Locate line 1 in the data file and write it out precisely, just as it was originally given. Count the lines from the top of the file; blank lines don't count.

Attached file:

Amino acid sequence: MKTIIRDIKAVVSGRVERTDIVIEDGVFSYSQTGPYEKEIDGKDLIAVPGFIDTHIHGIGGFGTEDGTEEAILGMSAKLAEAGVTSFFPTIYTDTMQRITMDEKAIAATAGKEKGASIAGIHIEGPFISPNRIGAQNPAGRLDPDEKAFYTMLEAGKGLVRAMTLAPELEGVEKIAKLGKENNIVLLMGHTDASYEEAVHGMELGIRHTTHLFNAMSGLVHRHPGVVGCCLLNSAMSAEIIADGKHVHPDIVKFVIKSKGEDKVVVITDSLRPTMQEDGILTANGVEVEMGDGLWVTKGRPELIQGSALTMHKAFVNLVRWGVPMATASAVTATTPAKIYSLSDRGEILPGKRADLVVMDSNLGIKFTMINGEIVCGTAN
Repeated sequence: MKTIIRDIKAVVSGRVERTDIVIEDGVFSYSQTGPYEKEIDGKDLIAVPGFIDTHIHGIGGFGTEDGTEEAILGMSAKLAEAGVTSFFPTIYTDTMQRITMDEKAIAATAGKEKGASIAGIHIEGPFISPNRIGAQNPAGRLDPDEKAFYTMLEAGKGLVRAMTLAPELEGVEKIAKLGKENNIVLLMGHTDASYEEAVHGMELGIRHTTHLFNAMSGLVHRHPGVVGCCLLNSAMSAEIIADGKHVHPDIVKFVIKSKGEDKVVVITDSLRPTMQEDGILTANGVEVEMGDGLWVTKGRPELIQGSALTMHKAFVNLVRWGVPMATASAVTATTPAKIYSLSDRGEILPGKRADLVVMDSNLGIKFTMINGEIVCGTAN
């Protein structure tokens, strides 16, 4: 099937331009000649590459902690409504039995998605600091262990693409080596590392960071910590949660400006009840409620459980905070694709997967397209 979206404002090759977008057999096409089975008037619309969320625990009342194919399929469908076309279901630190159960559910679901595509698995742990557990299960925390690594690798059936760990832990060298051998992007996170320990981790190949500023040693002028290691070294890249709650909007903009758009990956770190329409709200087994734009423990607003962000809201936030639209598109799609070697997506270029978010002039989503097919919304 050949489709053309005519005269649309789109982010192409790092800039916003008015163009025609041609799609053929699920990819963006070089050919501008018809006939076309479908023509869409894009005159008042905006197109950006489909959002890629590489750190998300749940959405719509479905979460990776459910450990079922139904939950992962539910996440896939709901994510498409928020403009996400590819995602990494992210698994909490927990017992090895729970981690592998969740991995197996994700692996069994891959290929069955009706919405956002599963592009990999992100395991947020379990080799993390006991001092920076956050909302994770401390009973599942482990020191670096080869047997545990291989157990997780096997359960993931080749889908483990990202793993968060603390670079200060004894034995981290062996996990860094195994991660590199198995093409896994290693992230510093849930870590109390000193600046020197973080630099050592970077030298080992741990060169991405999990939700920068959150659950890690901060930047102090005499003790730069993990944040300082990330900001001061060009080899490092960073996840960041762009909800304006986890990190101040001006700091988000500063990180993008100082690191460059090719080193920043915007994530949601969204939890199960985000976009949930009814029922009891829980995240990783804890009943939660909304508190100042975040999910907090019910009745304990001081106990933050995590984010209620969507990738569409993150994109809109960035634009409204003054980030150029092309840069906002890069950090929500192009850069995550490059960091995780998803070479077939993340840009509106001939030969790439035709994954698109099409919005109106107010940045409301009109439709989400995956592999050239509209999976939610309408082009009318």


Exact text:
Amino acid sequence: MKTIIRDIKAVVSGRVERTDIVIEDGVFSYSQTGPYEKEIDGKDLIAVPGFIDTHIHGIGGFGTEDGTEEAILGMSAKLAEAGVTSFFPTIYTDTMQRITMDEKAIAATAGKEKGASIAGIHIEGPFISPNRIGAQNPAGRLDPDEKAFYTMLEAGKGLVRAMTLAPELEGVEKIAKLGKENNIVLLMGHTDASYEEAVHGMELGIRHTTHLFNAMSGLVHRHPGVVGCCLLNSAMSAEIIADGKHVHPDIVKFVIKSKGEDKVVVITDSLRPTMQEDGILTANGVEVEMGDGLWVTKGRPELIQGSALTMHKAFVNLVRWGVPMATASAVTATTPAKIYSLSDRGEILPGKRADLVVMDSNLGIKFTMINGEIVCGTAN